Bone Marrow Aspirate Concentrate BMAC – Procedure, Indications, Benefits and Side Effects
In the video, a consultant orthopedic surgeon discusses Bone Marrow Aspirate Concentrate (BMAC), a form of bone marrow concentrate therapy. BMAC is derived from the patient’s bone marrow cells, collected from specific locations in the operation theater. These cells undergo processing, and the resulting stem cells are utilized in BMAC procedures.
The administration of BMAC involves collecting bone marrow from either the posterior superior iliac spine or the anterior superior iliac spine, processing it with a centrifuge, and injecting the stem cells into the targeted area within approximately 30 minutes.
Strict sterile conditions, such as those in an operation theater, are crucial to avoid complications, and anesthesia may be required to manage potential patient discomfort during the bone marrow collection.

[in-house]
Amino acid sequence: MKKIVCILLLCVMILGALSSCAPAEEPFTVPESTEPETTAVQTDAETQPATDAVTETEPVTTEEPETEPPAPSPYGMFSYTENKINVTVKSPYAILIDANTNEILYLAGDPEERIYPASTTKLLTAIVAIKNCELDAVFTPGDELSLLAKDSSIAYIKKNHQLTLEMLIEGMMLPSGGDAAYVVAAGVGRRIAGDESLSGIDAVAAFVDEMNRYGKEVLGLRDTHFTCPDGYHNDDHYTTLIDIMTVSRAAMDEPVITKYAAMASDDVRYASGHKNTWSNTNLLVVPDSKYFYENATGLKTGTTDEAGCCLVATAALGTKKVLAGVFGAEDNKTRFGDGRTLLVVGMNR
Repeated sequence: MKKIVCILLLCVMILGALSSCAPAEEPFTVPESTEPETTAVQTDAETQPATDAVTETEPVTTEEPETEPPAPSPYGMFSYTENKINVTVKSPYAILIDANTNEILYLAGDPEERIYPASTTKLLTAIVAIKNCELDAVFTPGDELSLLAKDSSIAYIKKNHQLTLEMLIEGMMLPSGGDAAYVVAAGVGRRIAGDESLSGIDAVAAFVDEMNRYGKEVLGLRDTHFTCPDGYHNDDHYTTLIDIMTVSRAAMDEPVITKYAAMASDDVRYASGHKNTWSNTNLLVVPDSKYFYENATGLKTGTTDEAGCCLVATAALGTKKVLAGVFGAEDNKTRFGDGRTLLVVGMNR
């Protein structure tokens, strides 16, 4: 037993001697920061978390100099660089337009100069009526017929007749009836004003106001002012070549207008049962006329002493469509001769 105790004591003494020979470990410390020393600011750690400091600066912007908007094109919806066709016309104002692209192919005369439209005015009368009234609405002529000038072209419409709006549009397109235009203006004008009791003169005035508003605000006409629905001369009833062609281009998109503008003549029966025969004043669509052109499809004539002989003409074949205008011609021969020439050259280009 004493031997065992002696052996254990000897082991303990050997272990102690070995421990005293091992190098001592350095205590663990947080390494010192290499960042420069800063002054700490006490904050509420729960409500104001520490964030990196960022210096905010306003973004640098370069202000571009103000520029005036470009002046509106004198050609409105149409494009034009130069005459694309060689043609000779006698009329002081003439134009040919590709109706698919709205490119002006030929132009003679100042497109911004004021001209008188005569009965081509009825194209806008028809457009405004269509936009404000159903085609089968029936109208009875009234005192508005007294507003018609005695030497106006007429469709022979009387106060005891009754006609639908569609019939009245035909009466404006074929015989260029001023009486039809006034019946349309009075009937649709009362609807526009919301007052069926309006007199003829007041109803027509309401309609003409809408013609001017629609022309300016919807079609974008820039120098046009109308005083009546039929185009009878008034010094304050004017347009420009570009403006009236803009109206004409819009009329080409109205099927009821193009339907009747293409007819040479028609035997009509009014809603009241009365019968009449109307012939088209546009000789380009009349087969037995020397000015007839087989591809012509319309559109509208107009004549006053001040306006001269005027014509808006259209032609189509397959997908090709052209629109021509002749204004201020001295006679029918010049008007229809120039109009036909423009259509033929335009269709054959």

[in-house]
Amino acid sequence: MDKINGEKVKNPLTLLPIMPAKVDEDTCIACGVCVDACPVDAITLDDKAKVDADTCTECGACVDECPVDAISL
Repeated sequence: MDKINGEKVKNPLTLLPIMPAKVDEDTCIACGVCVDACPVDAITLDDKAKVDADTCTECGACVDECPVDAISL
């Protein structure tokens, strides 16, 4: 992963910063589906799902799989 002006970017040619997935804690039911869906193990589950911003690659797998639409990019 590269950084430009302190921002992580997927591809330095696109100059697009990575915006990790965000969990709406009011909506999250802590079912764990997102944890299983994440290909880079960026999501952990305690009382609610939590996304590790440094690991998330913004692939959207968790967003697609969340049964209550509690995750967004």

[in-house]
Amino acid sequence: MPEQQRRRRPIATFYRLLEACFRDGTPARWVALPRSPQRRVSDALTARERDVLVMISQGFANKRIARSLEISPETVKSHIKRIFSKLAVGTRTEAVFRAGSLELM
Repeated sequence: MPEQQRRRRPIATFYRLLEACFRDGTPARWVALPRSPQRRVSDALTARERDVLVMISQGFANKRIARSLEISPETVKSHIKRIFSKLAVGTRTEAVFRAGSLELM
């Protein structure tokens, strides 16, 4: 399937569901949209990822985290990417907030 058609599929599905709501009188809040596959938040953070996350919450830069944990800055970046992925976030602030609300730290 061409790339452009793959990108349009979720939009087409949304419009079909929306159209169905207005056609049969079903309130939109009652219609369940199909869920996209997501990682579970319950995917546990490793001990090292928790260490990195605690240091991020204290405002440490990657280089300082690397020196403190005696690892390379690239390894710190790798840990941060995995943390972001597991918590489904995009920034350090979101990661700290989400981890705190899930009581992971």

BMAC offers several benefits, including pain relief, tissue regeneration, and repair. The surgeon emphasizes the positive outcomes of BMAC compared to Platelet-Rich Plasma (PRP). Suitable candidates for BMAC include individuals with arthritic changes, ligamentous injuries, tendon injuries, non-union of bones, or tendinitis conditions. The procedure’s success is evident in cases of non-union, where it aids in bone reunion and promotes the regeneration of tendon injuries. Overall, BMAC stands out as a promising therapeutic approach in orthopedic care, highlighting the continual evolution of innovative treatments for improved patient outcomes and well-being.